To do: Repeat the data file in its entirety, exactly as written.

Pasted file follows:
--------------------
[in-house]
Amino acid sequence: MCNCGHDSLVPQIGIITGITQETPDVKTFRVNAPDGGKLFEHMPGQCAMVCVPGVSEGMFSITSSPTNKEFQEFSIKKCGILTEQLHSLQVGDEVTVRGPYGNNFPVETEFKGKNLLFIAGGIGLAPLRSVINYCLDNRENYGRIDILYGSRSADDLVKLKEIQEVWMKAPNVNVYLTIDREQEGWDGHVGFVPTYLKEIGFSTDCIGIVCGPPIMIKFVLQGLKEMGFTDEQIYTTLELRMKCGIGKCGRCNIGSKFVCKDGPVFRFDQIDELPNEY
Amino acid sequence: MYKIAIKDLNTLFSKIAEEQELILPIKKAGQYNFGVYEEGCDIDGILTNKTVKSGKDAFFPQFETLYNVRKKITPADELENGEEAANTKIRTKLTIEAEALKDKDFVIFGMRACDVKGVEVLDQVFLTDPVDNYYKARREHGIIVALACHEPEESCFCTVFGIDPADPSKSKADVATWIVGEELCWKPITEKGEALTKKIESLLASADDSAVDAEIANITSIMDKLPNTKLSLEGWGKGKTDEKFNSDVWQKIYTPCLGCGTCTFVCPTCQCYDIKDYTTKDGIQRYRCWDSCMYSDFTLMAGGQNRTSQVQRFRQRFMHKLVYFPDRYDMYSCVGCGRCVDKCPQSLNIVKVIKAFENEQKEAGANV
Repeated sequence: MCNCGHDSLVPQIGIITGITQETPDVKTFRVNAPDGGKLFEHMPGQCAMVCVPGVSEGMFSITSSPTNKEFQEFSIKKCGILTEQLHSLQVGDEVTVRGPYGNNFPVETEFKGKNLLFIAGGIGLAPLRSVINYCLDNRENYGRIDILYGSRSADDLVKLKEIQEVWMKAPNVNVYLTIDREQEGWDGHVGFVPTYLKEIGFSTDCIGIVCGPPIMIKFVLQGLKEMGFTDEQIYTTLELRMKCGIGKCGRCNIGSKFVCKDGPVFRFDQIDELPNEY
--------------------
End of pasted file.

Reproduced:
[in-house]
Amino acid sequence: MCNCGHDSLVPQIGIITGITQETPDVKTFRVNAPDGGKLFEHMPGQCAMVCVPGVSEGMFSITSSPTNKEFQEFSIKKCGILTEQLHSLQVGDEVTVRGPYGNNFPVETEFKGKNLLFIAGGIGLAPLRSVINYCLDNRENYGRIDILYGSRSADDLVKLKEIQEVWMKAPNVNVYLTIDREQEGWDGHVGFVPTYLKEIGFSTDCIGIVCGPPIMIKFVLQGLKEMGFTDEQIYTTLELRMKCGIGKCGRCNIGSKFVCKDGPVFRFDQIDELPNEY
Amino acid sequence: MYKIAIKDLNTLFSKIAEEQELILPIKKAGQYNFGVYEEGCDIDGILTNKTVKSGKDAFFPQFETLYNVRKKITPADELENGEEAANTKIRTKLTIEAEALKDKDFVIFGMRACDVKGVEVLDQVFLTDPVDNYYKARREHGIIVALACHEPEESCFCTVFGIDPADPSKSKADVATWIVGEELCWKPITEKGEALTKKIESLLASADDSAVDAEIANITSIMDKLPNTKLSLEGWGKGKTDEKFNSDVWQKIYTPCLGCGTCTFVCPTCQCYDIKDYTTKDGIQRYRCWDSCMYSDFTLMAGGQNRTSQVQRFRQRFMHKLVYFPDRYDMYSCVGCGRCVDKCPQSLNIVKVIKAFENEQKEAGANV
Repeated sequence: MCNCGHDSLVPQIGIITGITQETPDVKTFRVNAPDGGKLFEHMPGQCAMVCVPGVSEGMFSITSSPTNKEFQEFSIKKCGILTEQLHSLQVGDEVTVRGPYGNNFPVETEFKGKNLLFIAGGIGLAPLRSVINYCLDNRENYGRIDILYGSRSADDLVKLKEIQEVWMKAPNVNVYLTIDREQEGWDGHVGFVPTYLKEIGFSTDCIGIVCGPPIMIKFVLQGLKEMGFTDEQIYTTLELRMKCGIGKCGRCNIGSKFVCKDGPVFRFDQIDELPNEY